The six types of cormorants found in North America are the double-crested cormorant, the neotropic cormorant, the Brandt's cormorant, the red-faced cormorant, the great cormorant and the pelagic cormorant.
The double-crested cormorant is by far the most prolific of these water birds. They have been found south from Alaska, across Canada, throughout the U.S., and into Mexico and the Caribbean.
The typical cormorant has a long neck and elongated body with a hooked bill; the double-crested cormorant has a wingspan of up to 4 feet.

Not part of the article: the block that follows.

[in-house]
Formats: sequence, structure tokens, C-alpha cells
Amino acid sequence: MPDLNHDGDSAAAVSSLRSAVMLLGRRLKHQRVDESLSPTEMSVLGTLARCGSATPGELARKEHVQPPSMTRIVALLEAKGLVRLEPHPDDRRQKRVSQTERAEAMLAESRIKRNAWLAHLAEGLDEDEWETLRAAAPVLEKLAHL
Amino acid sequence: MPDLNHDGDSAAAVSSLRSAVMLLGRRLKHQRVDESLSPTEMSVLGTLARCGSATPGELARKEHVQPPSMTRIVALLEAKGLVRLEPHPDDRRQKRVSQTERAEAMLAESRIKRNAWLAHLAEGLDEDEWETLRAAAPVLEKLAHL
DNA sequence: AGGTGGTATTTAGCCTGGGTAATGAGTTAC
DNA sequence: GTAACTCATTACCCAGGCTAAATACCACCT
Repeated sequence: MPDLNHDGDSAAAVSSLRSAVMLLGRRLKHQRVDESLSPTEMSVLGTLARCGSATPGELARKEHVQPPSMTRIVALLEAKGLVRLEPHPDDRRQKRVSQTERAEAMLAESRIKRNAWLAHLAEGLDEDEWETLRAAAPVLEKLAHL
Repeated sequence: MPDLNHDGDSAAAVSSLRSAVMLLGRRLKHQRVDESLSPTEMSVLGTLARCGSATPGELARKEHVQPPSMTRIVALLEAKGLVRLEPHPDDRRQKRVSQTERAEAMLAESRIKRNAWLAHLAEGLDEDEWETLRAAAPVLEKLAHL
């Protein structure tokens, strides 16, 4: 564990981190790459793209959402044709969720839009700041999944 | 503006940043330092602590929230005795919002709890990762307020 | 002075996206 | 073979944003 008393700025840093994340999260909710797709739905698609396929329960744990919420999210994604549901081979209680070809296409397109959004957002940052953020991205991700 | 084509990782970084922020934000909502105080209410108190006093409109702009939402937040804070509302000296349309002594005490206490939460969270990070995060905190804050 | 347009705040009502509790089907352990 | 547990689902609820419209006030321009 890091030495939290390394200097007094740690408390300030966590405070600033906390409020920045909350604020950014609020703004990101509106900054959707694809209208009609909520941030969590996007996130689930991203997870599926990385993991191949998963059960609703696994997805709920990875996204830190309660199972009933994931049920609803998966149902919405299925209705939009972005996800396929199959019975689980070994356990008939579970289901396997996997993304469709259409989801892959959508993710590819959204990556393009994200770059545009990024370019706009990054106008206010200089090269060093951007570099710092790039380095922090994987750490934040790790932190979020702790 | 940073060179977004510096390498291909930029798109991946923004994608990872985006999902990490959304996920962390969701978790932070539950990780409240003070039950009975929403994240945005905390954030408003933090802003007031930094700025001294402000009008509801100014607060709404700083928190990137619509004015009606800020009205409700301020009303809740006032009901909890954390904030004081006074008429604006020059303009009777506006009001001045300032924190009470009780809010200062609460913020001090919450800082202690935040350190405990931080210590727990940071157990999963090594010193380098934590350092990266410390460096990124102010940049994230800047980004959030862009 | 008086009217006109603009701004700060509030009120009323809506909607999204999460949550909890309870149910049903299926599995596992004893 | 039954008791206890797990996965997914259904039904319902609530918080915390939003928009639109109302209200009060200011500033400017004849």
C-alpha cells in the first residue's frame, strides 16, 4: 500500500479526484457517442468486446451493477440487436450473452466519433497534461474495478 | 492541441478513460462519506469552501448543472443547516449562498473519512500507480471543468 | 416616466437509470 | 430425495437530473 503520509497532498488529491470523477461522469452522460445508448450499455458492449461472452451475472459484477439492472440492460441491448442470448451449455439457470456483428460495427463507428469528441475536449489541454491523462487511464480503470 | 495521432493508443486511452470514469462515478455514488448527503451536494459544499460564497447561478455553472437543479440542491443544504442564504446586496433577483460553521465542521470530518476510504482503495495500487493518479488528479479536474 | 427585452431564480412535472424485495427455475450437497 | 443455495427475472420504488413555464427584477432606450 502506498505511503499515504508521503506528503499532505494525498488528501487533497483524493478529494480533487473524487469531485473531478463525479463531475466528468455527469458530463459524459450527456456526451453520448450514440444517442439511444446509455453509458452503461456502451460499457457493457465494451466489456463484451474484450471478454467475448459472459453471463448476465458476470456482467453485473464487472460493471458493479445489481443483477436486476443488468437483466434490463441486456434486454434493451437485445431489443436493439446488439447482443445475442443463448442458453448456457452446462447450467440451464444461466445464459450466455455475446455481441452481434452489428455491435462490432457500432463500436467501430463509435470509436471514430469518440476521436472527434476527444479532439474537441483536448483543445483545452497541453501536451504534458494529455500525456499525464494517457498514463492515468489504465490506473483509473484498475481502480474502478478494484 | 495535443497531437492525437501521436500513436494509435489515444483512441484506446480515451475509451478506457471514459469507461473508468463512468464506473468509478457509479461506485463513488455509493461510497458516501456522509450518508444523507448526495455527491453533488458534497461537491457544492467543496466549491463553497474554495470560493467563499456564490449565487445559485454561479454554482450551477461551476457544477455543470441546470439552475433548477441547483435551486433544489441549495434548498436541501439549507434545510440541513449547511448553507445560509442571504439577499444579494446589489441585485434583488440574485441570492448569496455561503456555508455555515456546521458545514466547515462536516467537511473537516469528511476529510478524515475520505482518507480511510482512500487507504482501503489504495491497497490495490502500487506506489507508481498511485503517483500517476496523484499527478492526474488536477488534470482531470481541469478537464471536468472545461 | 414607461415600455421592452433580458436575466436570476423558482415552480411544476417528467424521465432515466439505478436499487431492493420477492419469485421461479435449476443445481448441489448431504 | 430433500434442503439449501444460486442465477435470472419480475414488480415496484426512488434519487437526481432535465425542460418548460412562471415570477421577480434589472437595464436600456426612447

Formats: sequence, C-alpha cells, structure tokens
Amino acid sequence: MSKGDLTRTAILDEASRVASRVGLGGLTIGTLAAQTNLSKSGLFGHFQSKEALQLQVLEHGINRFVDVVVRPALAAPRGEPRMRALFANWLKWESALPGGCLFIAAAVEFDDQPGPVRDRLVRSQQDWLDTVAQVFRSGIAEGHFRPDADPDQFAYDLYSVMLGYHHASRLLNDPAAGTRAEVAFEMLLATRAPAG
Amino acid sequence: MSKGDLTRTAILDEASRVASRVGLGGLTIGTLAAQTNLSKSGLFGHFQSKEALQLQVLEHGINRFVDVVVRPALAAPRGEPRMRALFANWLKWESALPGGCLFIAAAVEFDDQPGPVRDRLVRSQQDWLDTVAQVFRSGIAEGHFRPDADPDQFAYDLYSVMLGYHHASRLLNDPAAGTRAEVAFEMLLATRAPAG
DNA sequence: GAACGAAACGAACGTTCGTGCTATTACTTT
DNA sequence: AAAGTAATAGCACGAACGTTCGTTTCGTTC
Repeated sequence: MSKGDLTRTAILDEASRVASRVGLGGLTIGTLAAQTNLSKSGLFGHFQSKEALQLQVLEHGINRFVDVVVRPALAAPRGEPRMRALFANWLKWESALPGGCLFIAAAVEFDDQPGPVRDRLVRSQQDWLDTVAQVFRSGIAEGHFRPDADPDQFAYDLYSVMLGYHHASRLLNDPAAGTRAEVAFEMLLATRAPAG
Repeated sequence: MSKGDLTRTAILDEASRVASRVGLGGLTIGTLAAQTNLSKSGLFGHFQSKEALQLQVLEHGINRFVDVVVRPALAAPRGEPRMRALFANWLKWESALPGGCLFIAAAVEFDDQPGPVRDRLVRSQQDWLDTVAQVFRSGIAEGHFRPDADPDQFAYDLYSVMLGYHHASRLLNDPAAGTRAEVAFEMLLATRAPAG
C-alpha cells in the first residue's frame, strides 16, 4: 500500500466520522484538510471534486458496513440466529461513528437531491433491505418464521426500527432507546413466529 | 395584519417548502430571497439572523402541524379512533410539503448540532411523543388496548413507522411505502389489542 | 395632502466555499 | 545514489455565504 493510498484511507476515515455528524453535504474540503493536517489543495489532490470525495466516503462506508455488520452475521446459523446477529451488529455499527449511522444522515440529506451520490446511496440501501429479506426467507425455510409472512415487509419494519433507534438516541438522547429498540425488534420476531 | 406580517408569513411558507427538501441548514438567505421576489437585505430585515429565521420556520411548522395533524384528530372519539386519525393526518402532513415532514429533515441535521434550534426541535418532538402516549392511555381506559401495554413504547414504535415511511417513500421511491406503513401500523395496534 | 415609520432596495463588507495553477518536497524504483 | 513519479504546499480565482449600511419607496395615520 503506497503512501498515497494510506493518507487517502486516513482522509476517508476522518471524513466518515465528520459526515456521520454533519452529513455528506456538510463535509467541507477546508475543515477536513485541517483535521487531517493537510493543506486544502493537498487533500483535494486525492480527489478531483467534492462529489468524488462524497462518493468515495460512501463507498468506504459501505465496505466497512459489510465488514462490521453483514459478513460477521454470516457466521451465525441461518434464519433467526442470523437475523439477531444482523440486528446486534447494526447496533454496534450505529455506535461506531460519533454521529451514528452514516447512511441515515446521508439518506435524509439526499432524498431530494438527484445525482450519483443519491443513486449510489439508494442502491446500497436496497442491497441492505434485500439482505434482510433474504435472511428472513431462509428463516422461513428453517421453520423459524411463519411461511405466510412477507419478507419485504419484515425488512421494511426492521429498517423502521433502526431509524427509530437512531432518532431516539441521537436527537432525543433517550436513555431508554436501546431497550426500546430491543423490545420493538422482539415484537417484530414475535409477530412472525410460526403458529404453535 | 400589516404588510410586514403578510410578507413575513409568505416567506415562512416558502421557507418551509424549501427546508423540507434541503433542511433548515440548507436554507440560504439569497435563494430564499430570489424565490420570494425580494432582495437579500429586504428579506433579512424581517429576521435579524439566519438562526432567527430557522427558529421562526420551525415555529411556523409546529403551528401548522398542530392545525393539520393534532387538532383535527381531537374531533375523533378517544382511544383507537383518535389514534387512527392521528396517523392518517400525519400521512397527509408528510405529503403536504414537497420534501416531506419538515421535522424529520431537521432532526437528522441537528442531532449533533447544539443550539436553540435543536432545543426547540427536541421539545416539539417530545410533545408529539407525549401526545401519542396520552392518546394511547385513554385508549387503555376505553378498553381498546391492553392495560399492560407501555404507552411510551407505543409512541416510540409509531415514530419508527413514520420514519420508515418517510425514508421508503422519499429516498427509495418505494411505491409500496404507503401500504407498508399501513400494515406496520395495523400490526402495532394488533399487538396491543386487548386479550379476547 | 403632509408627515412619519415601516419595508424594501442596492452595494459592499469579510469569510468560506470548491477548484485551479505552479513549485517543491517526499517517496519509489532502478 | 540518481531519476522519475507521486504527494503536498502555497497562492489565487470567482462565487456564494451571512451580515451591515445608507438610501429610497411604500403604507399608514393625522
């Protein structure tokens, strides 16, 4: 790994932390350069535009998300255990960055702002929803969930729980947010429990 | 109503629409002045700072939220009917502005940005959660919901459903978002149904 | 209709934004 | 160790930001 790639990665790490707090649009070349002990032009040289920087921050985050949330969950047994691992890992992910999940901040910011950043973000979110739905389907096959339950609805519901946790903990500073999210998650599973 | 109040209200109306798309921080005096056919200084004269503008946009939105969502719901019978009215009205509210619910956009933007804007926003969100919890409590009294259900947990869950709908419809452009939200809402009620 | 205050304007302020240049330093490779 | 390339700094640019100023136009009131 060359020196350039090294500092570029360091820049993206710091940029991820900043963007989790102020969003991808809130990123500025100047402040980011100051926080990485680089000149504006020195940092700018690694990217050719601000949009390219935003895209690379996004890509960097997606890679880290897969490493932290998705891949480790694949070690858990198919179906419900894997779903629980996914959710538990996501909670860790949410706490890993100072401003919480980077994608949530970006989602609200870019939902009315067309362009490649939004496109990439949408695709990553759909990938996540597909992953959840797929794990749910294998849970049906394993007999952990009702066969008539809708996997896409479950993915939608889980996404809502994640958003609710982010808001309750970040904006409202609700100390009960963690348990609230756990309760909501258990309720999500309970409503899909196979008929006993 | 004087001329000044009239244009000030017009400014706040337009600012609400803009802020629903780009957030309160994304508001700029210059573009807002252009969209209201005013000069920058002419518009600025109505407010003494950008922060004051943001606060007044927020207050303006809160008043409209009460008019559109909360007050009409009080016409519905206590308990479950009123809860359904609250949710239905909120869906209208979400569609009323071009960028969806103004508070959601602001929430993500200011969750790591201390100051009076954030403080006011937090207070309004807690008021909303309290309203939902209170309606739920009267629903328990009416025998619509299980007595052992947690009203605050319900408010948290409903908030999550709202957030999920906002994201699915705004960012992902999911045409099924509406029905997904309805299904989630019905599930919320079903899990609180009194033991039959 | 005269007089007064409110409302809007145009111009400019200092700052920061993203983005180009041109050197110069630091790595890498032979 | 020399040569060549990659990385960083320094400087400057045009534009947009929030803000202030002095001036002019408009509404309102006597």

Unlike other waterfowl, such as ducks and geese, the cormorant lacks oily feathers that make the bird waterproof; so cormorants are often seen with their wings outstretched as they dry them.
Fish make up the bulk of a cormorant's diet. The birds will dive under the water and pursue fish, capturing them with their hooked bills.
The nest of the cormorant can be in a tree, on a cliff or on the ground. It is constructed of sticks as well as any other available materials the cormorant has access to, such as plastic, rope and even parts of dead birds.